The conditions under which the electrodeposition is carried out are in general similar to those used in electrodeposition of other types. The applied voltage may be varied greatly and is typically between 50 volts and 500 volts. The current density is usually between 0.1 and 2 amperes per square meter, and tends to decrease during electrodeposition.
After rinsing with water, the coated substrate is put in an oven at the aforementioned temperatures for the curing process.
A further possible use of the composition of the present invention is as adhesive interlayer on solid components, i.e., polymer-based matrices, wood and metal composites, etc. Thus, it may be used to coat reinforcing fillers like natural and synthetic fibers used in structural composites. For instance, many mechanical rubber goods, such as tires, hoses and conveyor belts, contain textile reinforcements for strength and dimensional stability. These composites can only perform well if adhesion between the fibers and rubber is sound.
The compositions of the present invention may also be used in solvent borne systems. However, in water borne systems, both components are separated from each other by the water phase. The reaction only occurs when both components are brought together, e.g., on the cathode. When applied in solvent borne systems, for the compositions not to cure prematurely, the components have to be dissolved in separate solutions (e.g., as in two-component lacquers) or be dissolved at very low concentrations.
The invention is demonstrated by the following examples. In these examples the following chemicals are used:
A ketimine was produced by reacting 103 g DETA with 200 g MIBK, in a glass reactor fitted with temperature controller, magnetic stirrer, reflux-condenser and ‘Dean Strak’ trap. The mixture was heated to the boiling temperature of MIBK (116° C.). The mass was allowed to react until full conversion of the amine groups was reached. The ketimine was isolated by stripping off the excess MIBK using a ‘Rotavap’ (70° C. at 30 mbar). It was used without further purification.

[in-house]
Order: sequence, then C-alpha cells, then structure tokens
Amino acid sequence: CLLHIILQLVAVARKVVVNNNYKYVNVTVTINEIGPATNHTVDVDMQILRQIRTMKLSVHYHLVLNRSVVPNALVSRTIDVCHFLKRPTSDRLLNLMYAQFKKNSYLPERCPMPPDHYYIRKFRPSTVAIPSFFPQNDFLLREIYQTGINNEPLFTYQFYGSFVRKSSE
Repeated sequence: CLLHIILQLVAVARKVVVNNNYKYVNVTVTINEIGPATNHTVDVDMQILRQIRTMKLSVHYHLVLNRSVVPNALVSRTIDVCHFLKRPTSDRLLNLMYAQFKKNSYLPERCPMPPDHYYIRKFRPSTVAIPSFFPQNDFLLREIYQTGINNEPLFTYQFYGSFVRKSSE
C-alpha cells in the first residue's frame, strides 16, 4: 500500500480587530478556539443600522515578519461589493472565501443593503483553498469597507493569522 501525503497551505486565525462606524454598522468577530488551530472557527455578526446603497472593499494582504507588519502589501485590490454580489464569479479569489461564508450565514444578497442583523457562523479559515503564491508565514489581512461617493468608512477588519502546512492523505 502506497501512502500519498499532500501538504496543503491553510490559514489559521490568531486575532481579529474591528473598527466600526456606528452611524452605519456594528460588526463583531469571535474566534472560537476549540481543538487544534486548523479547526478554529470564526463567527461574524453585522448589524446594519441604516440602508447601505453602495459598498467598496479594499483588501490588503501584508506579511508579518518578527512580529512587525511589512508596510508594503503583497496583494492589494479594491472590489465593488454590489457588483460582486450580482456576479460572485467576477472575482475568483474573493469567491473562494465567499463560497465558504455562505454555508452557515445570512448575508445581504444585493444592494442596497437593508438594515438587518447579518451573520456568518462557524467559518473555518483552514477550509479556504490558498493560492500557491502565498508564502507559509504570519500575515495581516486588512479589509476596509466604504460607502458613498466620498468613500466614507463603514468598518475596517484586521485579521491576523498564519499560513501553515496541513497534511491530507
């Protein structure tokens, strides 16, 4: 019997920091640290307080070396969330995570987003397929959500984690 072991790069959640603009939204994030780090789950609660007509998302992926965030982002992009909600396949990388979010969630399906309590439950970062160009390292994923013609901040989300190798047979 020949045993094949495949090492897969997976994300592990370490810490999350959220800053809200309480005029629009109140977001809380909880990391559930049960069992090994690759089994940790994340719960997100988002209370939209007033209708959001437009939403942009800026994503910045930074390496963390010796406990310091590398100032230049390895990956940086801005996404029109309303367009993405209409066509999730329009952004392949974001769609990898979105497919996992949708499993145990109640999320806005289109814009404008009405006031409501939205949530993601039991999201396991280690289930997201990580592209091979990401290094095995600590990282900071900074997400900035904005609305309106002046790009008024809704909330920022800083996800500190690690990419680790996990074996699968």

An internal flexibiliser is produced by reacting 116 g (1 mole) HD with 496 g (2 moles) CE10. The HD is melted and heated to 100-110° C. under a nitrogen blanket in a 1000 ml reactor equipped with a stirrer, thermo-couple and dropping funnel. The portion of CE10 is added gradually, so that the temperature is maintained between 100 and 110° C. After completion of the CE10 addition (about 0.5 hr.), heating was continued at 100° C. for about 2 hrs.
Epoxy resin and the reaction solvent (MEK or THF/ethanol) were heated in the amounts set out in Table 1 at reflux temperature in a glass reactor equipped with an anchor-type stirrer, thermocouple and reflux condenser. The temperature was decreased to 80° C. (25° C. in the preparation of adduct IV) after a homogeneous melt was formed. To this mixture the ketimine produced in Example 1, the flexibiliser produced in Example 2 and/or the other components set out in the Table were added. Conversion to the amine adduct (typically having a molecular weight in the order of 4,000 to 5,000) occurred in about 1 hr. The reaction solvent (and excess ammonia) were removed by distillation and nitrogen purge in the mass. The final product was diluted with bO.